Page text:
Last week I shared my feelings about Bill Gates purchasing farmland. I want to be clear that I stand by everything that I said and I am wholly unapologetic about it. That being said, I was surprised by the number of comments that it generated. A few of them were directed at me for being a dumbass. Folks are entitled to their opinion. I was asked to give mine and I did. Most of the comments were focused on how evil and destructive Bill Gates is. He may be, I don't know him. Even if he is, it's still not why I hate to see him control land…
We live in a time where most of the food we have access to is controlled by a very small number of multinational corporations.
This infographic showcases this small group and the scope of their control.
For more information on these 10 companies, check out Business Insider's blog: "These 10 companies control everything you buy".
This centralization of food is something we commonly rail against in the meat industry. Unfortunately, it is also a reality for almost all food industries. This level of scalability has been made possible by the application of the sort of technologies that made Bill Gates a billionaire.
These technologies have made it possible for a small number of multinational corporations to have control over the entire planet's food supply. Further, the centralization of food production impoverishes our rural communities as it creates an oligopoly.
This centralization of food production is also bad for consumers. This system lacks resilience. When mega-production facilities that are focused on efficiency break down, consumers' access to food can become limited, which causes panic. This state of panic allows multinational companies to increase their profits exponentially.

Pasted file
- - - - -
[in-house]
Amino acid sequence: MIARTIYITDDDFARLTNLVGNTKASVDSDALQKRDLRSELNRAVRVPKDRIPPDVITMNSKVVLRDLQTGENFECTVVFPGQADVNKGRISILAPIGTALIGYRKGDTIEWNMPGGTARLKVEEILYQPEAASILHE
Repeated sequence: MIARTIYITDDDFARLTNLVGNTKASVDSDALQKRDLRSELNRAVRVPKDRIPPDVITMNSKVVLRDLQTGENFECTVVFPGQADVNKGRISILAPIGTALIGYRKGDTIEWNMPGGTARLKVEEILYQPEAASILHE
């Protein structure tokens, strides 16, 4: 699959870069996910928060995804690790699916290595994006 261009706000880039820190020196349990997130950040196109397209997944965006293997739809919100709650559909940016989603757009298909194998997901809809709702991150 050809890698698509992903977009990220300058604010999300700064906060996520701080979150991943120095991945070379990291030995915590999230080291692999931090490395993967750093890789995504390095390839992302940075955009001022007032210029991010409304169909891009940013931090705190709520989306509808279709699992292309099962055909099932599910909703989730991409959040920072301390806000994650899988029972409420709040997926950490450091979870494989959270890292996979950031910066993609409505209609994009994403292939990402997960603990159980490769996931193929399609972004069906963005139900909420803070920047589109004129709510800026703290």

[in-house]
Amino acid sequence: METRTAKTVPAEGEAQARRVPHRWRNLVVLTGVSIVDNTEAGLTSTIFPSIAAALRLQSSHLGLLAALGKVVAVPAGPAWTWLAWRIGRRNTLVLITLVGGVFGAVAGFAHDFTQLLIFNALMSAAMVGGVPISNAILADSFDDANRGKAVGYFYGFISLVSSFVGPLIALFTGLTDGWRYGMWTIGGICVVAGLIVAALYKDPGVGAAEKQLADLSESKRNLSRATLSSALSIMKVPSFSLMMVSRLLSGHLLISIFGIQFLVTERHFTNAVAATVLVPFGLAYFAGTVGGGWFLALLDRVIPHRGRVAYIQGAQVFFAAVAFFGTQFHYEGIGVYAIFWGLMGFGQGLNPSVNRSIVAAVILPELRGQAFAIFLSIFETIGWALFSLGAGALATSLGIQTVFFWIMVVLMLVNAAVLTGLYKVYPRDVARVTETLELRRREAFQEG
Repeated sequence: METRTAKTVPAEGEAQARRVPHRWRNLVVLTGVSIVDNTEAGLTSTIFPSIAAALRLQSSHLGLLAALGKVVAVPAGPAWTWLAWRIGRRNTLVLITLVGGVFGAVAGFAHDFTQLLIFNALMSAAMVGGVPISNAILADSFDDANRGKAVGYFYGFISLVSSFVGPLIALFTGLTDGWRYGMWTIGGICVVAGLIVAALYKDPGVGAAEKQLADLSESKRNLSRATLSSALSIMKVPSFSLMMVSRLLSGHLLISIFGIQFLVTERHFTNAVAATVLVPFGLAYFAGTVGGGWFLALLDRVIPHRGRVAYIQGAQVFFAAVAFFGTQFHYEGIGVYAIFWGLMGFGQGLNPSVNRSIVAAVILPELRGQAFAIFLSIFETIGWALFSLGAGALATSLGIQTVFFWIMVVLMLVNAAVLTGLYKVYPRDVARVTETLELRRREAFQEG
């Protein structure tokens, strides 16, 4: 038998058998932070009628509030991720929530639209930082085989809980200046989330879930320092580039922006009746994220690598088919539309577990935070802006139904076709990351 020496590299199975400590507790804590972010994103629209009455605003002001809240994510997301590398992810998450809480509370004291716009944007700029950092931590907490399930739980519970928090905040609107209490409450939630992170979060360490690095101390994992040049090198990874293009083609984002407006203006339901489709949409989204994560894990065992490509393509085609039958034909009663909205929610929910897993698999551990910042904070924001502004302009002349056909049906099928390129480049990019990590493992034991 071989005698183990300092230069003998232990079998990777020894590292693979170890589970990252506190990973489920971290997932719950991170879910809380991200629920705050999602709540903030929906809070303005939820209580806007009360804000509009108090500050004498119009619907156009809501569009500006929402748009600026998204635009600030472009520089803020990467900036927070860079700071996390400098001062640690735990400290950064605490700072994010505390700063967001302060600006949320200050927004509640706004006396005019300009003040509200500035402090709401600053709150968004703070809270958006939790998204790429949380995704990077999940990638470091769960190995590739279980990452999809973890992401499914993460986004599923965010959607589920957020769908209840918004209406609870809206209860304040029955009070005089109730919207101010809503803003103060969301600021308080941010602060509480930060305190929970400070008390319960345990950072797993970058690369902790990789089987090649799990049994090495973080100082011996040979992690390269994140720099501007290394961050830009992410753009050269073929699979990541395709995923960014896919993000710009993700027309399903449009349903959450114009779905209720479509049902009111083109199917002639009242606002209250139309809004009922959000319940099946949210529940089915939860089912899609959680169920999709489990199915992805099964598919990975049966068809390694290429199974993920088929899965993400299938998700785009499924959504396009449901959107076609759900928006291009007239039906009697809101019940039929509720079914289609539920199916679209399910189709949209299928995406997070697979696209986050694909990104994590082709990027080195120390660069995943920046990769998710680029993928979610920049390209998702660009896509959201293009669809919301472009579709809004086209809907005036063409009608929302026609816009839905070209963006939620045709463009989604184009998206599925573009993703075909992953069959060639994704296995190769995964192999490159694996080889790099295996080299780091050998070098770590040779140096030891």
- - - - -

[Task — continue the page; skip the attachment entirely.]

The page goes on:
When the driving goal of our food production system is efficiency, as opposed to resiliency, consumers suffer. If Bill Gates and other technocrats like him own large parcels of land, their control is taken to a whole new level.
The technocrat's answer to all of our food production problems has been the integration of linear, siloed, reductionist-science-based scalable technology. This approach has proven to be highly effective for complicated linear systems (think computers and machines). It has also been proven that these technologies are equally disastrous when applied to complex cyclable systems (think farm, eco-system, your body).
Pesticides, chemical fertilizers, GMOs, sub-therapeutic antibiotics, and hormone implants are the sort of reductive technologies that folks like Bill Gates provide for us to “improve” the productivity of nature. These technologies result in horrible, unintended consequences that adversely affect our land, water, climate, and livestock.
They have taken us in the wrong direction at a neck-breaking pace.
The likelihood of the further misapplication of technology is the reason that I am opposed to our land being managed by Bill Gates and anyone else who does not understand how to harvest the abundance of Nature. The proper land steward must respect the cycles of Nature.
If Mr. Gates wants to come to White Oak Pastures or to send someone, come on, I'll show you how I manage my land. As you can see from the image below, we're doing something right here in Bluffton.